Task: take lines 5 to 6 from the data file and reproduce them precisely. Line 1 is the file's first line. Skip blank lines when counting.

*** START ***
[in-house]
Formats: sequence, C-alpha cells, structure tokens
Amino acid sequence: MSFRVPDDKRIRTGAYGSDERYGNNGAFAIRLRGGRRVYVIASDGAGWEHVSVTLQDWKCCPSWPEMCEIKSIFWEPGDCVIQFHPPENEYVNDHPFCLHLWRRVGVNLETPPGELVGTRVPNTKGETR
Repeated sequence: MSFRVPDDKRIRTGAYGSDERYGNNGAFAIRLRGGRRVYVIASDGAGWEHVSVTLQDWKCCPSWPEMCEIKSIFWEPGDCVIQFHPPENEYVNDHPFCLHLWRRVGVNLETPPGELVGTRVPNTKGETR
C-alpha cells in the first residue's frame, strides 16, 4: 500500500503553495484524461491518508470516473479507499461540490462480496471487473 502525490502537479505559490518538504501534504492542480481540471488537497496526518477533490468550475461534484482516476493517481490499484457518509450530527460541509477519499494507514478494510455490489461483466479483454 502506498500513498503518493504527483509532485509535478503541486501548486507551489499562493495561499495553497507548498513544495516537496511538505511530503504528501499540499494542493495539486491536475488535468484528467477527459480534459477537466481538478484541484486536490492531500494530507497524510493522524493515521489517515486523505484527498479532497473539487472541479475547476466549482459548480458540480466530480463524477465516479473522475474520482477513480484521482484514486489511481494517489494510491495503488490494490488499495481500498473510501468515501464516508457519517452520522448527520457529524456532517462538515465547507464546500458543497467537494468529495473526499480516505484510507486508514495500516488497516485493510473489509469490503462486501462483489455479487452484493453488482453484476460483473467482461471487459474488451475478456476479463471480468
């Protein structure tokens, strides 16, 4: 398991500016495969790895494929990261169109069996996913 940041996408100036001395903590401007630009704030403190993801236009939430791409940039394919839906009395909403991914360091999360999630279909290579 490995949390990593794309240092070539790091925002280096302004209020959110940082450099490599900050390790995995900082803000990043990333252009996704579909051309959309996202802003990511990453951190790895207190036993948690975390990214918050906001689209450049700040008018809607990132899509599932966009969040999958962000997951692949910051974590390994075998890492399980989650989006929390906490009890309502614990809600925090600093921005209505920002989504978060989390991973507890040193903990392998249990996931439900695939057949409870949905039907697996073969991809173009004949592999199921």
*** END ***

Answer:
C-alpha cells in the first residue's frame, strides 16, 4: 500500500503553495484524461491518508470516473479507499461540490462480496471487473 502525490502537479505559490518538504501534504492542480481540471488537497496526518477533490468550475461534484482516476493517481490499484457518509450530527460541509477519499494507514478494510455490489461483466479483454 502506498500513498503518493504527483509532485509535478503541486501548486507551489499562493495561499495553497507548498513544495516537496511538505511530503504528501499540499494542493495539486491536475488535468484528467477527459480534459477537466481538478484541484486536490492531500494530507497524510493522524493515521489517515486523505484527498479532497473539487472541479475547476466549482459548480458540480466530480463524477465516479473522475474520482477513480484521482484514486489511481494517489494510491495503488490494490488499495481500498473510501468515501464516508457519517452520522448527520457529524456532517462538515465547507464546500458543497467537494468529495473526499480516505484510507486508514495500516488497516485493510473489509469490503462486501462483489455479487452484493453488482453484476460483473467482461471487459474488451475478456476479463471480468
């Protein structure tokens, strides 16, 4: 398991500016495969790895494929990261169109069996996913 940041996408100036001395903590401007630009704030403190993801236009939430791409940039394919839906009395909403991914360091999360999630279909290579 490995949390990593794309240092070539790091925002280096302004209020959110940082450099490599900050390790995995900082803000990043990333252009996704579909051309959309996202802003990511990453951190790895207190036993948690975390990214918050906001689209450049700040008018809607990132899509599932966009969040999958962000997951692949910051974590390994075998890492399980989650989006929390906490009890309502614990809600925090600093921005209505920002989504978060989390991973507890040193903990392998249990996931439900695939057949409870949905039907697996073969991809173009004949592999199921």